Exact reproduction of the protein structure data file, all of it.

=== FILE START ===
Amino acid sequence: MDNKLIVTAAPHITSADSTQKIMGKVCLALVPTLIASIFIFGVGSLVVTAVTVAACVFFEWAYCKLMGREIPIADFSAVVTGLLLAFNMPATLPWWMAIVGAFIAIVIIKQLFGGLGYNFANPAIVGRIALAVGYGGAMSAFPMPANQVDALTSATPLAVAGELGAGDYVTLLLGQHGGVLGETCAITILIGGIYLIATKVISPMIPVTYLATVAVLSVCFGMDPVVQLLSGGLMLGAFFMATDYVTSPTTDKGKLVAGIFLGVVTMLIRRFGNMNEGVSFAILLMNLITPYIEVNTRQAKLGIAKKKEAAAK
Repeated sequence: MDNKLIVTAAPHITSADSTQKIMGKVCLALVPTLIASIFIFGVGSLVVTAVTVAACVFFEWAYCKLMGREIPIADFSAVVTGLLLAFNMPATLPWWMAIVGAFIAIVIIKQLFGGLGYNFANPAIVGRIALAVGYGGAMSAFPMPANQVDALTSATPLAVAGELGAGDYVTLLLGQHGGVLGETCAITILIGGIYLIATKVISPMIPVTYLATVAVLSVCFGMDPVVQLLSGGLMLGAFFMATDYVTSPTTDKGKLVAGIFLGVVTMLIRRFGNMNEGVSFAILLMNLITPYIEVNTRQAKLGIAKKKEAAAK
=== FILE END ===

Amino acid sequence: MDNKLIVTAAPHITSADSTQKIMGKVCLALVPTLIASIFIFGVGSLVVTAVTVAACVFFEWAYCKLMGREIPIADFSAVVTGLLLAFNMPATLPWWMAIVGAFIAIVIIKQLFGGLGYNFANPAIVGRIALAVGYGGAMSAFPMPANQVDALTSATPLAVAGELGAGDYVTLLLGQHGGVLGETCAITILIGGIYLIATKVISPMIPVTYLATVAVLSVCFGMDPVVQLLSGGLMLGAFFMATDYVTSPTTDKGKLVAGIFLGVVTMLIRRFGNMNEGVSFAILLMNLITPYIEVNTRQAKLGIAKKKEAAAK
Repeated sequence: MDNKLIVTAAPHITSADSTQKIMGKVCLALVPTLIASIFIFGVGSLVVTAVTVAACVFFEWAYCKLMGREIPIADFSAVVTGLLLAFNMPATLPWWMAIVGAFIAIVIIKQLFGGLGYNFANPAIVGRIALAVGYGGAMSAFPMPANQVDALTSATPLAVAGELGAGDYVTLLLGQHGGVLGETCAITILIGGIYLIATKVISPMIPVTYLATVAVLSVCFGMDPVVQLLSGGLMLGAFFMATDYVTSPTTDKGKLVAGIFLGVVTMLIRRFGNMNEGVSFAILLMNLITPYIEVNTRQAKLGIAKKKEAAAK